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BMC Med Res Methodol. 2016 Nov 22;16(1):161.

Optimizing literature search in systematic reviews - are MEDLINE, EMBASE and CENTRAL enough for identifying effect studies within the area of musculoskeletal disorders?

Aagaard T1,2, Lund H3,4, Juhl C3,5.

Author information

1
Department of Physiotherapy, Holbaek University Hospital, Holbaek, Denmark. tvaagaard@gmail.com.
2
Research Unit for Musculoskeletal Function and Physiotherapy, Institute for Sports Science and Clinical Biomechanics, University of Southern Denmark, Odense, Denmark. tvaagaard@gmail.com.
3
Research Unit for Musculoskeletal Function and Physiotherapy, Institute for Sports Science and Clinical Biomechanics, University of Southern Denmark, Odense, Denmark.
4
Center for Evidence-based practice, Bergen University College, Bergen, Norway.
5
Department of Rehabilitation, Copenhagen University Hospital, Herlev, Gentofte, Denmark.

Abstract

BACKGROUND:

When conducting systematic reviews, it is essential to perform a comprehensive literature search to identify all published studies relevant to the specific research question. The Cochrane Collaborations Methodological Expectations of Cochrane Intervention Reviews (MECIR) guidelines state that searching MEDLINE, EMBASE and CENTRAL should be considered mandatory. The aim of this study was to evaluate the MECIR recommendations to use MEDLINE, EMBASE and CENTRAL combined, and examine the yield of using these to find randomized controlled trials (RCTs) within the area of musculoskeletal disorders.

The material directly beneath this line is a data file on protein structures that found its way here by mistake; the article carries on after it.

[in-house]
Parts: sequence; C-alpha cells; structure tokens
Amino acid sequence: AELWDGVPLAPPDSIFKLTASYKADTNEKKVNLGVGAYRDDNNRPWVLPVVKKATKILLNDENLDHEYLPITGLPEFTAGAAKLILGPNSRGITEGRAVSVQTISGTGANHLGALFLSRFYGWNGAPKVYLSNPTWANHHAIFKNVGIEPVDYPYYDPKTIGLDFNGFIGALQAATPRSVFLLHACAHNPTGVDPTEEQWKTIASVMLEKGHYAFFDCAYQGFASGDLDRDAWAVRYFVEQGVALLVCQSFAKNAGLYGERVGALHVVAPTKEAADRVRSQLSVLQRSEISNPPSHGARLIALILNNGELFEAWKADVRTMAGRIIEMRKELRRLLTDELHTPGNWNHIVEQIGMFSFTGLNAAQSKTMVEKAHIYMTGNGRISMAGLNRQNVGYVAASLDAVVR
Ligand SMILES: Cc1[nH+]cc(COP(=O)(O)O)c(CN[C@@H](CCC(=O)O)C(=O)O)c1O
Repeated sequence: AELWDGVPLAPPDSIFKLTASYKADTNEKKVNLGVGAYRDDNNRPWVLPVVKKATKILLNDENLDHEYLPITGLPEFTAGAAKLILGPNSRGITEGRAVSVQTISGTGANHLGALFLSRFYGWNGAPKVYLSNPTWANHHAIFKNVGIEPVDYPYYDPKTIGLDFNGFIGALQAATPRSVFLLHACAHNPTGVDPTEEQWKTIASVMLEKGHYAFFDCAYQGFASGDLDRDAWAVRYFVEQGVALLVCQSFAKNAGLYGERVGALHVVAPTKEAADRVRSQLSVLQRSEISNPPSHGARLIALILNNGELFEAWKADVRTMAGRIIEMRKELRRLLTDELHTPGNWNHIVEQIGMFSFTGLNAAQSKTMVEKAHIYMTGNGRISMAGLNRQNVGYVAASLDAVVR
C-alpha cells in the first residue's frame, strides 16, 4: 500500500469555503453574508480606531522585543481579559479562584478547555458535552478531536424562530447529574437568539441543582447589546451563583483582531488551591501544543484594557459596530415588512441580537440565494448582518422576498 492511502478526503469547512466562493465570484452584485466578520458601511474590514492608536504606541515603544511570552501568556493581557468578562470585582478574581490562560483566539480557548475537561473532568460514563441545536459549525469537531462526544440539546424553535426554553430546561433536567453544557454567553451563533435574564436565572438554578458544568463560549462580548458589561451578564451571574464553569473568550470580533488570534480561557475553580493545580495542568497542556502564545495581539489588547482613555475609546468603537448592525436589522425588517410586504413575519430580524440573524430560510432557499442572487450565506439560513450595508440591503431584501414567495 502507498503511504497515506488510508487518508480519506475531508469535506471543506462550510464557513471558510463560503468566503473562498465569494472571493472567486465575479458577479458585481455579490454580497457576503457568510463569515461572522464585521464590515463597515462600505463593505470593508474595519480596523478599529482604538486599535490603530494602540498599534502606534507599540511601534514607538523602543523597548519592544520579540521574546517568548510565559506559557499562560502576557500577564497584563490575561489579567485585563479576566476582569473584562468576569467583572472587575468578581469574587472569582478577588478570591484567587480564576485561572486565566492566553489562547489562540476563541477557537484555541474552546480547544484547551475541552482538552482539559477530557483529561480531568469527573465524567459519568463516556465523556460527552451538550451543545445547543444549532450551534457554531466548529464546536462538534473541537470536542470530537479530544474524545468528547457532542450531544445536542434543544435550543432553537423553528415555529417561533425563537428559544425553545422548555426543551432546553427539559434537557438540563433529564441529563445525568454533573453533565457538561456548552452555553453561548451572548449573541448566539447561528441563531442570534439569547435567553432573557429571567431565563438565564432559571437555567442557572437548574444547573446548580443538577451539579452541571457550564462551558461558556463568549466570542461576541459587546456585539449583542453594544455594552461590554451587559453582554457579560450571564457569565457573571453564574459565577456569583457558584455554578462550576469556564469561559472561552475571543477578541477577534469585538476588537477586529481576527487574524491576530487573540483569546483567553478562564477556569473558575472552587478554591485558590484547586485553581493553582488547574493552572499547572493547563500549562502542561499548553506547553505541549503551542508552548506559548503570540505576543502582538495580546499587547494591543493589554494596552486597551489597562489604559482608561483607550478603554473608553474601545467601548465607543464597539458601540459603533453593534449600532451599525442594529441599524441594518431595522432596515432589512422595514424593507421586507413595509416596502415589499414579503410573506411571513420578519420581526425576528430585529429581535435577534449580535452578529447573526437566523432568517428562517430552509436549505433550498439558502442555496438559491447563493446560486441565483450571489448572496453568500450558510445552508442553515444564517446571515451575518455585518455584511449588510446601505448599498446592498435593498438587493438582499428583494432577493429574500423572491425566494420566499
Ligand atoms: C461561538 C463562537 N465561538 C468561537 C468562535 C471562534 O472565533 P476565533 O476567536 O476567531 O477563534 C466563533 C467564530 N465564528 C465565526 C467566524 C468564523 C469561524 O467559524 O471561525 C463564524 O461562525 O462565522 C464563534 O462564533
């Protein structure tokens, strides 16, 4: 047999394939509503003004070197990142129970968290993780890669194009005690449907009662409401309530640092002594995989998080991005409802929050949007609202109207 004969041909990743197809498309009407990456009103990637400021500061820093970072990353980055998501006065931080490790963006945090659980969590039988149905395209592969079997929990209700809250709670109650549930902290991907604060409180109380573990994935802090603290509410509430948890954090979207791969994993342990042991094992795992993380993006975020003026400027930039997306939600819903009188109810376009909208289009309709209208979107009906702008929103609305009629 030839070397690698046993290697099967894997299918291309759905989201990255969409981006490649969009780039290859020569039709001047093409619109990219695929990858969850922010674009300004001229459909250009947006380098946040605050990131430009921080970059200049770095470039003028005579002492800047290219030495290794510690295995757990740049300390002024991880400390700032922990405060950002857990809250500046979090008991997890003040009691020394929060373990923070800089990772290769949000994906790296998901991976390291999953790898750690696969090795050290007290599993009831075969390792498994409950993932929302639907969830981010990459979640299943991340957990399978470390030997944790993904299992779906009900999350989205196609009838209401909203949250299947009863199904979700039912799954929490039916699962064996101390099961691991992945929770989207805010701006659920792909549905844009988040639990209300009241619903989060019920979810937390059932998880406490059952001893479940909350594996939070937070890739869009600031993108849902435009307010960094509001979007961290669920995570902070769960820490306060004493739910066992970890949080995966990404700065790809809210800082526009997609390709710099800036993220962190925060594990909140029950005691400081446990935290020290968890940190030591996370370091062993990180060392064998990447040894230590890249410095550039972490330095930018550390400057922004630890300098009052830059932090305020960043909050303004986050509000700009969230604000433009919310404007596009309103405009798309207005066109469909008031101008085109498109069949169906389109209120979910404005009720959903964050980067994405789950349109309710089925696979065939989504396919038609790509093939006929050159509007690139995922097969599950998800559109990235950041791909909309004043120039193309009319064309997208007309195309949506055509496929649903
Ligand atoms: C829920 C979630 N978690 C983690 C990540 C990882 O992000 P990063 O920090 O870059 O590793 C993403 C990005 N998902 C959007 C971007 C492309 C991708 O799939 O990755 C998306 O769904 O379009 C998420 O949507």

METHODS:

Data sources were systematic reviews published by the Cochrane Musculoskeletal Review Group, including at least five RCTs, reporting a search history, searching MEDLINE, EMBASE, CENTRAL, and adding reference- and hand-searching. Additional databases were deemed eligible if they indexed RCTs, were in English and used in more than three of the systematic reviews. Relative recall was calculated as the number of studies identified by the literature search divided by the number of eligible studies i.e. included studies in the individual systematic reviews. Finally, cumulative median recall was calculated for MEDLINE, EMBASE and CENTRAL combined followed by the databases yielding additional studies.

RESULTS:

Deemed eligible was twenty-three systematic reviews and the databases included other than MEDLINE, EMBASE and CENTRAL was AMED, CINAHL, HealthSTAR, MANTIS, OT-Seeker, PEDro, PsychINFO, SCOPUS, SportDISCUS and Web of Science. Cumulative median recall for combined searching in MEDLINE, EMBASE and CENTRAL was 88.9% and increased to 90.9% when adding 10 additional databases.

CONCLUSION:

Searching MEDLINE, EMBASE and CENTRAL was not sufficient for identifying all effect studies on musculoskeletal disorders, but additional ten databases did only increase the median recall by 2%. It is possible that searching databases is not sufficient to identify all relevant references, and that reviewers must rely upon additional sources in their literature search. However further research is needed.

KEYWORDS:

Bibliometric; Evidence-based medicine; Information retrieval; Literature searching; MECIR guidelines; Musculoskeletal area; Relative recall; Systematic review

PMID:
27875992
PMCID:
PMC5120411
DOI:
10.1186/s12874-016-0264-6
[Indexed for MEDLINE]
Free PMC Article

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